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German Metal Workers’ 4.3% Pay Settlement Seen Setting Benchmark

A 4.3 percent pay increase for German metal workers doesn’t pose an inflation threat even as it sets a precedent for other industries, economists said.

The IG Metall union said the 13-month deal for 800,000 workers in the state of Baden-Wuerttemberg will serve as a benchmark for the 3.6 million metal workers across Germany. Economists including Holger Schmieding at Berenberg Bank said the settlement, which equates to a 4 percent gain in annual terms, will also provide a model for other industries in Europe’s largest economy.

It “surpasses the 3 percent pace which we consider compatible with both full employment and inflation below 2 percent in the long run,” said Schmieding, chief economist at Berenberg in London. “There is, however, no need to be concerned about a price-wage spiral. The service sector should get lower wage hikes, and higher wages in the metal industry are not going to be passed on to prices.”

German workers are seeking pay increases that exceed inflation as unemployment at a two-decade low bolsters their bargaining power. Wage restraint over the past decade has increased companies’ competitiveness and helped the economy to weather Europe’s sovereign debt crisis, widening the divergences between Germany and some of its euro-area partners.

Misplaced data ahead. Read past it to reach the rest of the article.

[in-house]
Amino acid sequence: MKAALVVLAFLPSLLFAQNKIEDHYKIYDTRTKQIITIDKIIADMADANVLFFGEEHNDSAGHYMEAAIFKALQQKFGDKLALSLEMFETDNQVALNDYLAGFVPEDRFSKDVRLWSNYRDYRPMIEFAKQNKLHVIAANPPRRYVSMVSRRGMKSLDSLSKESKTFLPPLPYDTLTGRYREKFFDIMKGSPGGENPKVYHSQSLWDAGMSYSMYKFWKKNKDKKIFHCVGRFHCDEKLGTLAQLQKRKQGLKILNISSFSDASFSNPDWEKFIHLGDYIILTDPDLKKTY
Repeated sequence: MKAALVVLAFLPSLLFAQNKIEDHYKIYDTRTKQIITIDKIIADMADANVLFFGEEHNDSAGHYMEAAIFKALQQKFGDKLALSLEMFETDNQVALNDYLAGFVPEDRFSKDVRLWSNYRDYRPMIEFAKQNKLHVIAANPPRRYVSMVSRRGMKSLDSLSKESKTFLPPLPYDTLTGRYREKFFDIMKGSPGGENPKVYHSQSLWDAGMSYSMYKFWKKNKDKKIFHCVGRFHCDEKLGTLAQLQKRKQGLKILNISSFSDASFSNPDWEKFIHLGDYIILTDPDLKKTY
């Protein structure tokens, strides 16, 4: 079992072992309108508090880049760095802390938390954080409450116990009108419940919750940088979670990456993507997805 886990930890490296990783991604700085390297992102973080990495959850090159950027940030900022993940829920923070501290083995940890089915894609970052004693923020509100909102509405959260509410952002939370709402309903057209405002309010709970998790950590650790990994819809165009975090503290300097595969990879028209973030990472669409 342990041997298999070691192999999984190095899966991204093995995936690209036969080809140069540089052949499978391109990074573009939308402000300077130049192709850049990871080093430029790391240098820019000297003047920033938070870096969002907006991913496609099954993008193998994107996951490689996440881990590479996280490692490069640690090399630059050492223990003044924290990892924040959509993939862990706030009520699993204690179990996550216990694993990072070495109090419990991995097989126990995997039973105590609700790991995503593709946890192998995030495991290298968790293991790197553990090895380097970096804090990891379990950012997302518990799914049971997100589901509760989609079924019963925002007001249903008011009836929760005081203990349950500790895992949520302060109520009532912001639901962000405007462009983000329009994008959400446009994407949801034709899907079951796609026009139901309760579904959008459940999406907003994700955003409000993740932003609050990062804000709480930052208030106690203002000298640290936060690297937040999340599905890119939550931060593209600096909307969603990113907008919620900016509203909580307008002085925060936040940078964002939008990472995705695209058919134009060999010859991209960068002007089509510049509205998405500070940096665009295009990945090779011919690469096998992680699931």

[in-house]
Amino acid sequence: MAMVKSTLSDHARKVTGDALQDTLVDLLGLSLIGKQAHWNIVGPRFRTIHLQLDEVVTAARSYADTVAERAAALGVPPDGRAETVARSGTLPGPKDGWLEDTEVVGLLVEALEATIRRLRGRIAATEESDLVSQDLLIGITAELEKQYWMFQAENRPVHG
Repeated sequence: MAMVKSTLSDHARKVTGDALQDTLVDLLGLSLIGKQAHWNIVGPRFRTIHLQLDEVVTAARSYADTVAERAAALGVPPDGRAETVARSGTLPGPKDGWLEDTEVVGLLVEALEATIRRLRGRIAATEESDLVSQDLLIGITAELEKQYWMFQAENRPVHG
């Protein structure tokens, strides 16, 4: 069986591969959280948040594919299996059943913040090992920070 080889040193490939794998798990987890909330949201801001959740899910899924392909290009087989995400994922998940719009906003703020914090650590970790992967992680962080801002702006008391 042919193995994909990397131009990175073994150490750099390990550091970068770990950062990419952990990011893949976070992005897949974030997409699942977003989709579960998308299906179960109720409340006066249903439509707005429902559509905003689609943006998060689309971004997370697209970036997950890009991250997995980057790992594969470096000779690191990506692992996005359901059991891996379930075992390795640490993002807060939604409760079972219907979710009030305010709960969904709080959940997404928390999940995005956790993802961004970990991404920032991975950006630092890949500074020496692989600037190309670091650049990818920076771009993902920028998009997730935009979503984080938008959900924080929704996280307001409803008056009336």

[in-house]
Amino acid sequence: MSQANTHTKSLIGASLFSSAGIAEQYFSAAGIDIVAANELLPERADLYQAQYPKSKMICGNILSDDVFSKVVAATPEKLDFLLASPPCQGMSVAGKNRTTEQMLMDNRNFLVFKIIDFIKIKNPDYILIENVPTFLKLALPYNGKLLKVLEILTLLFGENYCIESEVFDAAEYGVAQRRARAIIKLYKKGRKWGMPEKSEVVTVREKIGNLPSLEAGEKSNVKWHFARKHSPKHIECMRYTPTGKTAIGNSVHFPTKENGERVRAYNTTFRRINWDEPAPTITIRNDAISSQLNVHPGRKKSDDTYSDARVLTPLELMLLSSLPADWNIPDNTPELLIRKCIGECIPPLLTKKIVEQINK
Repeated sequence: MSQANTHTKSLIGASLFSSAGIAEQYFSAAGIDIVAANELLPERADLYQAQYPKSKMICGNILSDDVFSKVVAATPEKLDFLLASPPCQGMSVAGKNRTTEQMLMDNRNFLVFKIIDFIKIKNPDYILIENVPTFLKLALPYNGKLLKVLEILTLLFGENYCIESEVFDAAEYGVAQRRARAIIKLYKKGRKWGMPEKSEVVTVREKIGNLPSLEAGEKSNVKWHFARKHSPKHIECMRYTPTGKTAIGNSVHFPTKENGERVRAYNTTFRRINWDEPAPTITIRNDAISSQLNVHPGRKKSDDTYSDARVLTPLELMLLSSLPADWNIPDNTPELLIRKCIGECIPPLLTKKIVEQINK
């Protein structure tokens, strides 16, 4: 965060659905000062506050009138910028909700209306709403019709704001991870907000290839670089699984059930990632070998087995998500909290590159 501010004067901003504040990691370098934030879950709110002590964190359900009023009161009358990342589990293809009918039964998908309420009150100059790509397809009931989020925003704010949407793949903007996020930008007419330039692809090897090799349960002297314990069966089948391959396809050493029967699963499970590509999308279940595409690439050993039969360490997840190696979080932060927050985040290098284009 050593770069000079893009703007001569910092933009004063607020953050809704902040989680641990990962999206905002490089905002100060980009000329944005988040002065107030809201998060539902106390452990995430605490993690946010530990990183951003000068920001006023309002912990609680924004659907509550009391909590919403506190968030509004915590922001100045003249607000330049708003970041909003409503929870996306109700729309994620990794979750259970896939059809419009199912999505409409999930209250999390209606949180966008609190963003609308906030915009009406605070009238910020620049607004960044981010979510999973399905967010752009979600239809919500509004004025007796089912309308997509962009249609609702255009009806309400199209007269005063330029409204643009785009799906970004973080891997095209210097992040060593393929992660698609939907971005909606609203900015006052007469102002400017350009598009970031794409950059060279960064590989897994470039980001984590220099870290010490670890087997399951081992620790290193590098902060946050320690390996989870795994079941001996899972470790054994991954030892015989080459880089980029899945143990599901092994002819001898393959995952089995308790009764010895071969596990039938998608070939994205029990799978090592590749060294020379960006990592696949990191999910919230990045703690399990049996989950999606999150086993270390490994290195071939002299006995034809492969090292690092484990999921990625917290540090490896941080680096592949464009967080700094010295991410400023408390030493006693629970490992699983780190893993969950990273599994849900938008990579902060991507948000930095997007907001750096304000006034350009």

“The wage increases were deserved and will help to support private consumption and thereby economic growth,” said Jens Kramer, an economist at NordLB in Hanover, Germany. Still, “there is no need to worry about inflation getting out of hand in Germany,” he said.

Inflation Limit

The IG Metall wage increase was twice the European Central Bank’s 2 percent inflation limit and well above Germany’s 2.2 percent inflation rate. The union had asked for 6.5 percent.

Ver.di, the country’s main labor union for non-manufacturing workers, won agreements in late March for a pay increase of as much as 6.3 percent over two years for state and municipal employees. Negotiations are also taking place in other industries.

Germany’s chemical-sector union, IG BCE, is demanding a 6 percent industry-wide pay raise over 12 months for 550,000 employees. Ver.di is also seeking a 6 percent increase for 220,000 workers in the banking industry.

Germany recorded growth of 0.5 percent in the first quarter even as eight euro-area countries were in recession.

German inflation will probably exceed the euro-area average this year, Schmieding said. “But we maintain our view that this change in relative positions will occur by inflation falling elsewhere in Europe due to labor-market slack and weak demand, and not by German inflation rising above its current level.”

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